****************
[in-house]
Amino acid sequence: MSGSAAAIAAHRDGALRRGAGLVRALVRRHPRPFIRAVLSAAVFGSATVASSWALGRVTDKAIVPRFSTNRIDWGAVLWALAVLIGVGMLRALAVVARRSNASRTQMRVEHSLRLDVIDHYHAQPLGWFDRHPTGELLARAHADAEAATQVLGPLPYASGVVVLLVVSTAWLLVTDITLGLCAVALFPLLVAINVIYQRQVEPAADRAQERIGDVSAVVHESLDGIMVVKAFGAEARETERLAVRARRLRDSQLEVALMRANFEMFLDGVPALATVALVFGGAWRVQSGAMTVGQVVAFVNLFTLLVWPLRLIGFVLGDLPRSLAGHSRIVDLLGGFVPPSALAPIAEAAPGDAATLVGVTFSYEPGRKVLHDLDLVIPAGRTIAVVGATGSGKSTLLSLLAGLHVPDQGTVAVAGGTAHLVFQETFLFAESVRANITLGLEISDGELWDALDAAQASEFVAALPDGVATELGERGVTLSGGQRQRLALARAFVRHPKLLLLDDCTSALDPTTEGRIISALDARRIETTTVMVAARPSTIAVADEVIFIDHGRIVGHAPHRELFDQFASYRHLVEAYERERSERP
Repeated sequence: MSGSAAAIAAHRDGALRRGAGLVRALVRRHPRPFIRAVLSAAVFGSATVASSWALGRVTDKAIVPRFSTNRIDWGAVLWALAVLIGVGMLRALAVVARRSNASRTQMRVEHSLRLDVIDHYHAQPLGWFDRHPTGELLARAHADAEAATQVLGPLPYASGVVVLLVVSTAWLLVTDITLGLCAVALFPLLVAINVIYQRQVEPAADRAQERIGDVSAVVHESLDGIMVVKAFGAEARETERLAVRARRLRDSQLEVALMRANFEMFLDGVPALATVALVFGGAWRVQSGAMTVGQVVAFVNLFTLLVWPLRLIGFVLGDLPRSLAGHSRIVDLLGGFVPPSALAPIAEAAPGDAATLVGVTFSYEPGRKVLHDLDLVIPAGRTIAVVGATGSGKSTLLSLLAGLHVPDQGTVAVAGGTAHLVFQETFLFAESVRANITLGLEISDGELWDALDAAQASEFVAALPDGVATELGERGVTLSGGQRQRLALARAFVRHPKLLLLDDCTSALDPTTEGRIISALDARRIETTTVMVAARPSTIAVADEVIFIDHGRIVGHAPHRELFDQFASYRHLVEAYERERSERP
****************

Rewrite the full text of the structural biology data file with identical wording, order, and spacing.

[in-house]
Amino acid sequence: MSGSAAAIAAHRDGALRRGAGLVRALVRRHPRPFIRAVLSAAVFGSATVASSWALGRVTDKAIVPRFSTNRIDWGAVLWALAVLIGVGMLRALAVVARRSNASRTQMRVEHSLRLDVIDHYHAQPLGWFDRHPTGELLARAHADAEAATQVLGPLPYASGVVVLLVVSTAWLLVTDITLGLCAVALFPLLVAINVIYQRQVEPAADRAQERIGDVSAVVHESLDGIMVVKAFGAEARETERLAVRARRLRDSQLEVALMRANFEMFLDGVPALATVALVFGGAWRVQSGAMTVGQVVAFVNLFTLLVWPLRLIGFVLGDLPRSLAGHSRIVDLLGGFVPPSALAPIAEAAPGDAATLVGVTFSYEPGRKVLHDLDLVIPAGRTIAVVGATGSGKSTLLSLLAGLHVPDQGTVAVAGGTAHLVFQETFLFAESVRANITLGLEISDGELWDALDAAQASEFVAALPDGVATELGERGVTLSGGQRQRLALARAFVRHPKLLLLDDCTSALDPTTEGRIISALDARRIETTTVMVAARPSTIAVADEVIFIDHGRIVGHAPHRELFDQFASYRHLVEAYERERSERP
Repeated sequence: MSGSAAAIAAHRDGALRRGAGLVRALVRRHPRPFIRAVLSAAVFGSATVASSWALGRVTDKAIVPRFSTNRIDWGAVLWALAVLIGVGMLRALAVVARRSNASRTQMRVEHSLRLDVIDHYHAQPLGWFDRHPTGELLARAHADAEAATQVLGPLPYASGVVVLLVVSTAWLLVTDITLGLCAVALFPLLVAINVIYQRQVEPAADRAQERIGDVSAVVHESLDGIMVVKAFGAEARETERLAVRARRLRDSQLEVALMRANFEMFLDGVPALATVALVFGGAWRVQSGAMTVGQVVAFVNLFTLLVWPLRLIGFVLGDLPRSLAGHSRIVDLLGGFVPPSALAPIAEAAPGDAATLVGVTFSYEPGRKVLHDLDLVIPAGRTIAVVGATGSGKSTLLSLLAGLHVPDQGTVAVAGGTAHLVFQETFLFAESVRANITLGLEISDGELWDALDAAQASEFVAALPDGVATELGERGVTLSGGQRQRLALARAFVRHPKLLLLDDCTSALDPTTEGRIISALDARRIETTTVMVAARPSTIAVADEVIFIDHGRIVGHAPHRELFDQFASYRHLVEAYERERSERP